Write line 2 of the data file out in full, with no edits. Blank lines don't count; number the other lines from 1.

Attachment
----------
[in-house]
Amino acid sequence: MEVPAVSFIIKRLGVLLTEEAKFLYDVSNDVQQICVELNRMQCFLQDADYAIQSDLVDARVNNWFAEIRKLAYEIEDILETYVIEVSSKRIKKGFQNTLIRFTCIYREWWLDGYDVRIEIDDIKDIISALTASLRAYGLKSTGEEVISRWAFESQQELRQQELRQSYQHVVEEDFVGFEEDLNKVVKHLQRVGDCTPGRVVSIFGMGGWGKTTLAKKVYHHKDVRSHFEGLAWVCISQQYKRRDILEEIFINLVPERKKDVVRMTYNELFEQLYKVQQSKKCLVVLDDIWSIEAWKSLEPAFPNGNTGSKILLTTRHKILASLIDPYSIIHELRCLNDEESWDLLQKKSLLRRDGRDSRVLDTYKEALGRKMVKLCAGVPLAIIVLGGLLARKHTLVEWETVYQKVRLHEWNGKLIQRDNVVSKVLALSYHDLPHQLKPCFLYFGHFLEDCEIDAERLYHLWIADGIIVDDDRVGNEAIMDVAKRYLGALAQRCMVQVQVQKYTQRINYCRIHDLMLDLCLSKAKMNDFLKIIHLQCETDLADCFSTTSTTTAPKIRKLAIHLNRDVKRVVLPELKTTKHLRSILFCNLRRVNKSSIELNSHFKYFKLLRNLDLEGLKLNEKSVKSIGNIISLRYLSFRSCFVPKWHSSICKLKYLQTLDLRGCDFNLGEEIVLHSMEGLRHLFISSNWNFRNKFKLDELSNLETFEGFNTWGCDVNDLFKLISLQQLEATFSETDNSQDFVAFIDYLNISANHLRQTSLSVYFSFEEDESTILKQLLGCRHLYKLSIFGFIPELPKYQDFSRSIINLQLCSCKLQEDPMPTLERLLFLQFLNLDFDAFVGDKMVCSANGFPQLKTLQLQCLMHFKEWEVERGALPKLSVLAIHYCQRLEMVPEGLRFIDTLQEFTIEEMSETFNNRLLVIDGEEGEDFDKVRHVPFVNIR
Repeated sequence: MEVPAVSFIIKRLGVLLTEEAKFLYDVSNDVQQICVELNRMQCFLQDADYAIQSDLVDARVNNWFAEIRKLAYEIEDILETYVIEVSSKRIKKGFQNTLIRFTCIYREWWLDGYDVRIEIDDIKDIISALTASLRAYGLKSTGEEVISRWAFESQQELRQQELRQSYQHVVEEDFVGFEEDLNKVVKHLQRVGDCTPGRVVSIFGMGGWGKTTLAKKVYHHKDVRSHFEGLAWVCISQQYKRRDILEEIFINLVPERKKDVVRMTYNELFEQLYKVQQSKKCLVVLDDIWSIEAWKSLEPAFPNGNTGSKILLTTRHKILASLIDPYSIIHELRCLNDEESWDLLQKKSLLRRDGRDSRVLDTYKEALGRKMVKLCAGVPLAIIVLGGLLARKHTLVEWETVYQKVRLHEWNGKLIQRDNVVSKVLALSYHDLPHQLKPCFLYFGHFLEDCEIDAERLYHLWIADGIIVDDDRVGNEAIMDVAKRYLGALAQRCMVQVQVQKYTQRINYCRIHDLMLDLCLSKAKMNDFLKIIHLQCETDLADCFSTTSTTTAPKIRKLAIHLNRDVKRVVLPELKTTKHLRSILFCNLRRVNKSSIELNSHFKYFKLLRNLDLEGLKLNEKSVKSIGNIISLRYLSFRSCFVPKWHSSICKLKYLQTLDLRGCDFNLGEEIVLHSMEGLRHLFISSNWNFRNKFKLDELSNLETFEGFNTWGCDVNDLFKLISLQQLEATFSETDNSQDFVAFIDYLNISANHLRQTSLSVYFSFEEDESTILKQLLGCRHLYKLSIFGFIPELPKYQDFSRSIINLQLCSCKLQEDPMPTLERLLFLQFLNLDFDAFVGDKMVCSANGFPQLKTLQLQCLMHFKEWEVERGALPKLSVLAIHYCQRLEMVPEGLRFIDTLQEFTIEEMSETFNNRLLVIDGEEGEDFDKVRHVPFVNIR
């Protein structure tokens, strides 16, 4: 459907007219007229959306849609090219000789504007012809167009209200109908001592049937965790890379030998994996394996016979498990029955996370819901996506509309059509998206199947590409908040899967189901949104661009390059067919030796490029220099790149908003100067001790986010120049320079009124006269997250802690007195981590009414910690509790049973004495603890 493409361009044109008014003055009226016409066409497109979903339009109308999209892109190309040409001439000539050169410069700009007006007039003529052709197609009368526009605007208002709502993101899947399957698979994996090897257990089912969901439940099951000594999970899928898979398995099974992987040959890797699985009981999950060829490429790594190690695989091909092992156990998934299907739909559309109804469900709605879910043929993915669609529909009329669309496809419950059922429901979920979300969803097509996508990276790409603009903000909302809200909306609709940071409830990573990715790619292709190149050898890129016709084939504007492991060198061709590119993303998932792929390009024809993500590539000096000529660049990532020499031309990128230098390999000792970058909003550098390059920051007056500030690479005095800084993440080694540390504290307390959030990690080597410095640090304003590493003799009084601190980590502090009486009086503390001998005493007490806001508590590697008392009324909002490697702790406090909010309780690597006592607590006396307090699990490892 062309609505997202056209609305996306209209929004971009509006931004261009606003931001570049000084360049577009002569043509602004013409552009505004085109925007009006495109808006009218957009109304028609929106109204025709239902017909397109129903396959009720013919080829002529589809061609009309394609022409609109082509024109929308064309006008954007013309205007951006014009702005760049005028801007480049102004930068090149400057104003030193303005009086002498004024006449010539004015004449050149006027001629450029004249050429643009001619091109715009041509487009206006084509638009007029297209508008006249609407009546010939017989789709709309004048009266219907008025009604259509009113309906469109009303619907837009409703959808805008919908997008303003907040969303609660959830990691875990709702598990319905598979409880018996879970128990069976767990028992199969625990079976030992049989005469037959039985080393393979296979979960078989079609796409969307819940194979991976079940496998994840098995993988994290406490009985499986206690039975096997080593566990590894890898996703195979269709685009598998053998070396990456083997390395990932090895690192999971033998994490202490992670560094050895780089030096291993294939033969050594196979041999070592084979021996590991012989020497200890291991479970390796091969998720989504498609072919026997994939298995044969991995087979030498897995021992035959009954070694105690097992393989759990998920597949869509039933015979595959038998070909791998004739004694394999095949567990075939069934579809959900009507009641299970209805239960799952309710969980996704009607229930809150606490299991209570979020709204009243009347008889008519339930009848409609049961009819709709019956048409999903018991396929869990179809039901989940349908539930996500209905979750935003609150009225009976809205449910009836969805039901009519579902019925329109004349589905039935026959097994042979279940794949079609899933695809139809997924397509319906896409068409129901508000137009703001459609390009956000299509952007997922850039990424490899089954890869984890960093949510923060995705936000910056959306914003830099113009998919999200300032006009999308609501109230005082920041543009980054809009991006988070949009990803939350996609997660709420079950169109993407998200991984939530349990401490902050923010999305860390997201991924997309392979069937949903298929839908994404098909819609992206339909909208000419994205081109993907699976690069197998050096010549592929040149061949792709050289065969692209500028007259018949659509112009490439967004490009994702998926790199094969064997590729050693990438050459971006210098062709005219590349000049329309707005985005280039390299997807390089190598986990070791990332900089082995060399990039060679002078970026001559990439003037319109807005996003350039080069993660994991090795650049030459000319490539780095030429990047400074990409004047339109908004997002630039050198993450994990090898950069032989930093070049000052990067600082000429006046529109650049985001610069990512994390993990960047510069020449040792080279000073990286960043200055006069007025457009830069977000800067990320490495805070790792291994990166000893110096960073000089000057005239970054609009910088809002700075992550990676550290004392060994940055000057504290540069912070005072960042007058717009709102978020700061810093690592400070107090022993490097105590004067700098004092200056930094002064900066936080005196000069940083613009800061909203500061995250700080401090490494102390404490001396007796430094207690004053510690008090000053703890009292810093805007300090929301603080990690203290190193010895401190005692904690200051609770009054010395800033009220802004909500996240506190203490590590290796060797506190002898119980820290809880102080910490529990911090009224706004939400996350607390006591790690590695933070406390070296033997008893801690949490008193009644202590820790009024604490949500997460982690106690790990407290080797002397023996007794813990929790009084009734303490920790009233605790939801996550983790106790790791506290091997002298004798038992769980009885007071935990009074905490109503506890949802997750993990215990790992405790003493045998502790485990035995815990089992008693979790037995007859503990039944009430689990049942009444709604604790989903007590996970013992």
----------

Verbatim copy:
Amino acid sequence: MEVPAVSFIIKRLGVLLTEEAKFLYDVSNDVQQICVELNRMQCFLQDADYAIQSDLVDARVNNWFAEIRKLAYEIEDILETYVIEVSSKRIKKGFQNTLIRFTCIYREWWLDGYDVRIEIDDIKDIISALTASLRAYGLKSTGEEVISRWAFESQQELRQQELRQSYQHVVEEDFVGFEEDLNKVVKHLQRVGDCTPGRVVSIFGMGGWGKTTLAKKVYHHKDVRSHFEGLAWVCISQQYKRRDILEEIFINLVPERKKDVVRMTYNELFEQLYKVQQSKKCLVVLDDIWSIEAWKSLEPAFPNGNTGSKILLTTRHKILASLIDPYSIIHELRCLNDEESWDLLQKKSLLRRDGRDSRVLDTYKEALGRKMVKLCAGVPLAIIVLGGLLARKHTLVEWETVYQKVRLHEWNGKLIQRDNVVSKVLALSYHDLPHQLKPCFLYFGHFLEDCEIDAERLYHLWIADGIIVDDDRVGNEAIMDVAKRYLGALAQRCMVQVQVQKYTQRINYCRIHDLMLDLCLSKAKMNDFLKIIHLQCETDLADCFSTTSTTTAPKIRKLAIHLNRDVKRVVLPELKTTKHLRSILFCNLRRVNKSSIELNSHFKYFKLLRNLDLEGLKLNEKSVKSIGNIISLRYLSFRSCFVPKWHSSICKLKYLQTLDLRGCDFNLGEEIVLHSMEGLRHLFISSNWNFRNKFKLDELSNLETFEGFNTWGCDVNDLFKLISLQQLEATFSETDNSQDFVAFIDYLNISANHLRQTSLSVYFSFEEDESTILKQLLGCRHLYKLSIFGFIPELPKYQDFSRSIINLQLCSCKLQEDPMPTLERLLFLQFLNLDFDAFVGDKMVCSANGFPQLKTLQLQCLMHFKEWEVERGALPKLSVLAIHYCQRLEMVPEGLRFIDTLQEFTIEEMSETFNNRLLVIDGEEGEDFDKVRHVPFVNIR